NEW YORK (Reuters) - Morgan Stanley has reached a $275 million proposed settlement with the U.S. Securities and Exchange Commission that would allow the Wall Street bank to move past a substantial legal overhang from the financial crisis.
Morgan Stanley said in an annual filing on Tuesday that it has reached an “agreement in principle” with SEC enforcement staff that would not require it to admit any wrongdoing.
The SEC has been investigating Morgan Stanley’s role as a sponsor and underwriter of subprime mortgage-backed bonds that lost money soon after being issued in 2007. Its investigation is part of a broader probe of such deals across Wall Street in the run-up to the 2007-2009 financial crisis.
Morgan Stanley’s settlement would follow similar deals reached between the agency and rivals including Goldman Sachs Group Inc, Citigroup Inc and JPMorgan Chase & Co. Earlier this month, Morgan Stanley also said it would pay $1.25 billion to settle a lawsuit by a U.S. housing regulator over mortgage-backed bonds.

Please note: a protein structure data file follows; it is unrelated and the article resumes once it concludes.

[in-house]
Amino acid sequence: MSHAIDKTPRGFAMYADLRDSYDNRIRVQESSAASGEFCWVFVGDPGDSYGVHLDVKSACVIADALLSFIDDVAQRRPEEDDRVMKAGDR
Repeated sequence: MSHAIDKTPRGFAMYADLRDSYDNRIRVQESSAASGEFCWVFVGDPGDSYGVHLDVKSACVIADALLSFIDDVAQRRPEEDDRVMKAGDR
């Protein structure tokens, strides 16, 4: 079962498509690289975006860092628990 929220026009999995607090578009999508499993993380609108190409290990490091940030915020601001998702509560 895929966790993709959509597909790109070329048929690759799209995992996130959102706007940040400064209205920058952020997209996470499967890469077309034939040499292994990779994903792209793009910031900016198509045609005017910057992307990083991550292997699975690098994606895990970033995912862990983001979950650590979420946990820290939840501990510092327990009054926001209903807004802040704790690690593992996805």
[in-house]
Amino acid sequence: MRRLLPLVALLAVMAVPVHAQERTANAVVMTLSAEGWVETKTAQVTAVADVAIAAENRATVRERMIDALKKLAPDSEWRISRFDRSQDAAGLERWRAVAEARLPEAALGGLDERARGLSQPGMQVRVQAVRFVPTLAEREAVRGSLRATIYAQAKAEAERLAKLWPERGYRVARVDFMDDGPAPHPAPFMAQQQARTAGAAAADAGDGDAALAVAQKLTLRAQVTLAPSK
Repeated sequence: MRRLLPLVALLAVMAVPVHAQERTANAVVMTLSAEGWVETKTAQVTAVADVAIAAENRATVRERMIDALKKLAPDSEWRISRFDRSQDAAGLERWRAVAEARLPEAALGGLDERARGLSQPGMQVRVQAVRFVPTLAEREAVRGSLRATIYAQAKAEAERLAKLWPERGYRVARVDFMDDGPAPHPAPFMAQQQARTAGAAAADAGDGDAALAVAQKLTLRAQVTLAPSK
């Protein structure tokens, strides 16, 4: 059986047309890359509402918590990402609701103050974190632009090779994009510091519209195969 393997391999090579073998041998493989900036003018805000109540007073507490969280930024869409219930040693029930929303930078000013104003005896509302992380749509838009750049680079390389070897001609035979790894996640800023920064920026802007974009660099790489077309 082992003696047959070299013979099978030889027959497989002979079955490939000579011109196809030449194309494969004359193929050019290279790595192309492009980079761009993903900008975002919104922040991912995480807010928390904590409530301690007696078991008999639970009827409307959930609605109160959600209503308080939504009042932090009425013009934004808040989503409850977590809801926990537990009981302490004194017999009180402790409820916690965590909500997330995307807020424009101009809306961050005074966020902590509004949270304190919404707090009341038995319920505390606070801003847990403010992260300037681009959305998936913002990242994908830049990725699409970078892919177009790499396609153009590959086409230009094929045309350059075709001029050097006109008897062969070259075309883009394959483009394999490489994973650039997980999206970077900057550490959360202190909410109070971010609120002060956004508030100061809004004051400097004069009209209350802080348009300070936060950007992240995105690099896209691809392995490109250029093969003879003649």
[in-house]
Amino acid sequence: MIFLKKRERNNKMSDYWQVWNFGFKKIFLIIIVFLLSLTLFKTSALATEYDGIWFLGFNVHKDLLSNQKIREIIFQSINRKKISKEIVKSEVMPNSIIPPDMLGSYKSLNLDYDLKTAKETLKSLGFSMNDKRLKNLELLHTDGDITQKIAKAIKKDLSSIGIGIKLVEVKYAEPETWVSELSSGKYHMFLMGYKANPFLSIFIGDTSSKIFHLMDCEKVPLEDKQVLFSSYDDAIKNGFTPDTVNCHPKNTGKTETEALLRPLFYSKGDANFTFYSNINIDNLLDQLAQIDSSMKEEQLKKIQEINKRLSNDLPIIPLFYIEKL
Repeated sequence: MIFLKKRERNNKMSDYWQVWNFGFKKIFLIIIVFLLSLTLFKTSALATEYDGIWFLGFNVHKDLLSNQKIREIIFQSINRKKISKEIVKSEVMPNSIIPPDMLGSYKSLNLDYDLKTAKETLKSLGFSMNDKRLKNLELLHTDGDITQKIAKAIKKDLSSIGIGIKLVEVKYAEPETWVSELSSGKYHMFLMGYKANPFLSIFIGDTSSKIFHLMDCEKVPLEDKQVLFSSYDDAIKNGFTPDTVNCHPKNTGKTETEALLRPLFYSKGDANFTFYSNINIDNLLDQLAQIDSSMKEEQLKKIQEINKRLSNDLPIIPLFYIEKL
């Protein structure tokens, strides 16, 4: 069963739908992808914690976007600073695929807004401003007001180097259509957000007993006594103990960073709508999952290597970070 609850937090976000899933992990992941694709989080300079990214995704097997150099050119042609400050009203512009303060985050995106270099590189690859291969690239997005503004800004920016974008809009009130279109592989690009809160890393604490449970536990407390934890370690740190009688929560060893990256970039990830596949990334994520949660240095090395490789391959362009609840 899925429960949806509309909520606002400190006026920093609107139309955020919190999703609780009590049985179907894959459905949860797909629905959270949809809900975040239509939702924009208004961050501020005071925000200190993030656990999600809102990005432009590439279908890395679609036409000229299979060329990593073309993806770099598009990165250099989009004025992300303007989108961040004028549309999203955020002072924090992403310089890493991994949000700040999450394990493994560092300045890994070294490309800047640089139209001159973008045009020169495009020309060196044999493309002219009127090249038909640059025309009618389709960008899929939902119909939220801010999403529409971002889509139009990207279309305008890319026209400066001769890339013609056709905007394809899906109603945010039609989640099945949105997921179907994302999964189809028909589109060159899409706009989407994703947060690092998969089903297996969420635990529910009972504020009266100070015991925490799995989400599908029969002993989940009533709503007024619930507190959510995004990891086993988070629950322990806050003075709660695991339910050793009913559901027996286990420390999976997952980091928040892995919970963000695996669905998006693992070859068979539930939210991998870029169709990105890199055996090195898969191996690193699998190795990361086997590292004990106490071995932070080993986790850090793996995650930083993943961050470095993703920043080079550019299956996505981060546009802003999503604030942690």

The SEC agreement is not final, and may not be approved by the commission, Morgan Stanley said. Other SEC settlements with banks that did not include an admission of wrongdoing have been lambasted by critics including U.S. District Judge Jed Rakoff, who rejected one such settlement.
Morgan Stanley still faces a host of litigation from private parties and government entities, much of which pertains to mortgage bonds and derivatives that were constructed in the run-up to the mortgage crisis. Its legal issues took up 11 pages of its 300-plus page 10-K filing, and dented earnings last year.
Morgan Stanley’s litigation costs soared to $1.95 billion in 2013 from $513 million the prior year, and $151 million in 2011, the company said in its filing. Last year, legal costs represented 16.7 percent of Morgan Stanley’s operating expenses excluding compensation, up from 5.1 percent in 2012 and 1.5 percent in 2011.
Additional legal reserves reduced the earnings per share Morgan Stanley reported in January by 5 cents. Full-year earnings per share fell from $1.41 to $1.36, and fourth-quarter earnings per share fell from 7 cents to 2 cents.
Reporting by Lauren Tara LaCapra; Editing by Richard Chang and Lisa Shumaker